How Is Sustainable Aviation Fuel Made? Here’s What You Need To Know

Sustainable aviation fuel is a valuable solution to reduce the aviation industry’s carbon footprint. With the aviation sector’s urgent push towards environmental sustainability, the demand for SAF surges as it offers a cleaner substitute for conventional jet fuel.

This article delves into how sustainable aviation fuel is made, from the production processes through HEFA and FT-SPK. We will also discuss the benefits of SAF in commercial aviation and emphasise its role in steering the industry towards a greener horizon.

What Is Sustainable Aviation Fuel?

Sustainable aviation fuel (SAF) is a green alternative to conventional jet fuel. Unlike traditional fossil fuels, SAF comes from renewable sources like waste oils, fats, green and municipal waste and non-food crops.

This makes SAF almost the same as the usual jet fuel used in aircraft engines, but with a big difference: it can reduce carbon dioxide emissions by up to 80%. This reduction helps the aviation industry lower carbon footprint and rely less on oil-based fuels.

The switch to SAF is a key move for airlines wanting to be more eco-friendly because it uses materials that would otherwise go to waste. This turns them into a valuable energy source for flying without adding more carbon dioxide to the atmosphere.

Technological Processes In SAF Production

Producing SAF has led to the development of innovative technologies to reduce carbon emissions and the aviation industry’s reliance on fossil fuels.

Two prominent processes in SAF production are HEFA (Hydrotreated Esters and Fatty Acids) and FT-SPK (Fischer–Tropsch Synthetic Paraffinic Kerosene), each with its unique method and feedstocks.

Hydrotreated Esters and Fatty Acids (HEFA)

The HEFA process is a key pathway for producing bio-jet fuel, utilising fats, oils and greases (FOGs) as raw materials. These feedstocks, collected from various sources, are purified before being refined.

The purified liquids are then subjected to a chemical reaction involving hydrogen and catalysts, followed by distillation.

This process efficiently converts waste products into SAF, significantly lowering the environmental impact associated with traditional jet fuel production.

The wide adoption of HEFA technology in SAF production is attributed to its efficiency in turning waste into valuable fuel while simultaneously addressing carbon dioxide emissions and supporting the shift towards carbon-neutral aviation.

Fischer–Tropsch Synthetic Paraffinic Kerosene (FT-SPK)

FT-SPK technology converts solid biomass, such as wood chips, agricultural residues or municipal waste, into liquid fuels.

The process involves the high-temperature gasification of biomass to create synthesis gas, a mixture of hydrogen and carbon monoxide.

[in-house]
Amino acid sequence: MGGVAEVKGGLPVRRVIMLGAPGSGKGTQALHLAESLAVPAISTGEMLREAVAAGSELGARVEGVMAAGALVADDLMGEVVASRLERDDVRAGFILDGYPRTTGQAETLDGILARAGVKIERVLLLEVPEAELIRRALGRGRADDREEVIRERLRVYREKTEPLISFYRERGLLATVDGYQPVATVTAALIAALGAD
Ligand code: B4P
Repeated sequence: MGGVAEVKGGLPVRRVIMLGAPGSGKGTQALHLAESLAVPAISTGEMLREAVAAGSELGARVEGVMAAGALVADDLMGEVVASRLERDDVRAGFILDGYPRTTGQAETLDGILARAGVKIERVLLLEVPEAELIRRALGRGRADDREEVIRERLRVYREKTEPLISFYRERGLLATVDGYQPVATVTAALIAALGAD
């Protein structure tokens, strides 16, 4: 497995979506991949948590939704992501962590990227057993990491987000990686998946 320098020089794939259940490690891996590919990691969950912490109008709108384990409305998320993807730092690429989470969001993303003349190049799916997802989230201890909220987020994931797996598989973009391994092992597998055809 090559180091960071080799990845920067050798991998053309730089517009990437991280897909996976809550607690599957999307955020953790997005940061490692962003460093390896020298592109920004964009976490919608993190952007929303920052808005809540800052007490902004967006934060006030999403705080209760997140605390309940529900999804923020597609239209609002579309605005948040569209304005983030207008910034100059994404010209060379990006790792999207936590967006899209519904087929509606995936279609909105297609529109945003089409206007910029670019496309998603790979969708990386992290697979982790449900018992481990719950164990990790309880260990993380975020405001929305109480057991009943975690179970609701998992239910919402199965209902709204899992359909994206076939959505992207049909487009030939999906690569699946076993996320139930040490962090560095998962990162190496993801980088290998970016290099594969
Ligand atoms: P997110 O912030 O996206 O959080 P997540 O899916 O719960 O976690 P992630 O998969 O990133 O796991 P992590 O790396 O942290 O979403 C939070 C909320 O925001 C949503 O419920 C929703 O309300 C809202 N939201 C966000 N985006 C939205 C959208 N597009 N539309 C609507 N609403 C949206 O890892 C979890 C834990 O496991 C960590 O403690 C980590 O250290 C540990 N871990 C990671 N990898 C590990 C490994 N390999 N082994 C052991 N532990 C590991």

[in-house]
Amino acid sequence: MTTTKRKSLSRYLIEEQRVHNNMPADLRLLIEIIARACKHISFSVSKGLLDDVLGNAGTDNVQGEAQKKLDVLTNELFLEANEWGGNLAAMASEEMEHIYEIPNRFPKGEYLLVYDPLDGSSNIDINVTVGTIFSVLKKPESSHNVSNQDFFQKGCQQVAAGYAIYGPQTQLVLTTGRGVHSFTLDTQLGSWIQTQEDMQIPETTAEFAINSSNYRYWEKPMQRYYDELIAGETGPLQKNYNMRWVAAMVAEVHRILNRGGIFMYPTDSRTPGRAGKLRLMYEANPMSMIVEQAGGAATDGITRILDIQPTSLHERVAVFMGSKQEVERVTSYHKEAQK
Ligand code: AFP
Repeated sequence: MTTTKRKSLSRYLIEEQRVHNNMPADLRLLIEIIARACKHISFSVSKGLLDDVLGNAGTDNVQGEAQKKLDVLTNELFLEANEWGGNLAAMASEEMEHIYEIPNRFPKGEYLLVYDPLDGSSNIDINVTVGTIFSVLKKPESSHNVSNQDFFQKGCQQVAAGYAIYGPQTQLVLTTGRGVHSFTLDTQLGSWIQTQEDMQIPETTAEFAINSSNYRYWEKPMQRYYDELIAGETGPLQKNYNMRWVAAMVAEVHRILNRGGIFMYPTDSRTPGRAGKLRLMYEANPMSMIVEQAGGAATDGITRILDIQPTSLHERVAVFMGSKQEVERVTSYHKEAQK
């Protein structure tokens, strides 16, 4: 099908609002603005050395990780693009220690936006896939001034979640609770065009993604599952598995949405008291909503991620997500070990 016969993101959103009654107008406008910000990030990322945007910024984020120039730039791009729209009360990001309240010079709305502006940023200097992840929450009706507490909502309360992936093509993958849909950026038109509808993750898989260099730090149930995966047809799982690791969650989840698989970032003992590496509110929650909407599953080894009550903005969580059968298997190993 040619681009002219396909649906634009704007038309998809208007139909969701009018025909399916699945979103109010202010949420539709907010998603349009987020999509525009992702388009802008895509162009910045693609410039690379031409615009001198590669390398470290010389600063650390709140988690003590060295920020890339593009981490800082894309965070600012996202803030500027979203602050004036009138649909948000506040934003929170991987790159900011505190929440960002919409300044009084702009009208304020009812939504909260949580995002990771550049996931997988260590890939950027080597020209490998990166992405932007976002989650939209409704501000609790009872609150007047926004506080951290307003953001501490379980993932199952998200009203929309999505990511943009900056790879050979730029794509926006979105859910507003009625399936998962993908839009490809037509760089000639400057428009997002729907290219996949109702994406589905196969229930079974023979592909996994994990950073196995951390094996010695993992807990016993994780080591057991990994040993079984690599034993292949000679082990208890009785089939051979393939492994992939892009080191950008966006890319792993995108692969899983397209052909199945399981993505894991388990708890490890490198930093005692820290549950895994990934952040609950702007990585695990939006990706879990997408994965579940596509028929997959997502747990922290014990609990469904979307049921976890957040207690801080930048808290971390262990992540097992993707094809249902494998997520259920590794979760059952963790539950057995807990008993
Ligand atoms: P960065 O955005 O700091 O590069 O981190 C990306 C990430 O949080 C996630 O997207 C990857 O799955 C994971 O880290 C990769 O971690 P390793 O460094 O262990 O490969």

This gas is then converted into long-chain hydrocarbon molecules through the Fischer-Tropsch process, producing synthetic kerosene.

FT-SPK stands out for its ability to utilise a wide range of biomass sources, making it a versatile and scalable option for SAF production.

It’s also recognised for its lower emission fuel and low carbon footprint than traditional jet fuel, contributing to a more carbon-neutral aviation sector.

4 Benefits Of Sustainable Aviation Fuel In Commercial Aviation

The transition to sustainable aviation fuel (SAF) presents transformative benefits for commercial aviation, signalling a shift towards a more environmentally friendly and sustainable future.

Here, we explore the advantages of integrating SAF into commercial flight operations.

1. Can Reduce Carbon Dioxide Emissions

Sustainable aviation fuel is at the forefront of reducing the aviation industry’s carbon footprint.

By utilising SAF, which can be produced from waste oil and fats, green and municipal waste and non-food crops, carbon dioxide emissions can be significantly lowered.

This reduction is possible because SAF recycles CO2 absorbed by biomass during its lifecycle, leading to an 80% reduction in emissions compared to conventional jet fuel.

2. SAF Feedstocks Do Not Compete With Food Crops Or Output

One of the key sustainability aspects of SAF is its reliance on feedstocks that do not compete with food crops or output.

This consideration ensures that the production of SAF does not exacerbate food scarcity or contribute to environmental degradation such as deforestation, soil productivity loss or biodiversity loss.

Instead, SAF utilises resources like used cooking oil, forestry residues and non-food crop biomass, minimising its environmental impact.

This approach not only aids in reducing global carbon emissions by recycling CO2 but also promotes a circular economy where waste products are transformed into valuable fuel for the aviation industry.

The adoption of SAF underscores the aviation sector’s commitment to reducing its environmental impact through innovative fuel solutions.

SAF offers a viable, low-carbon alternative to traditional fossil fuels, positioning the industry on a sustainable trajectory towards reduced emissions and environmental stewardship.

3. Can Be An Alternative To Traditional Aviation Energy Sources

Sustainable Aviation Fuel (SAF) is emerging as an alternative to traditional fossil fuels in the aviation sector. This low-carbon alternative is derived from renewable raw materials that do not deplete natural resources or compete with food production land and water use.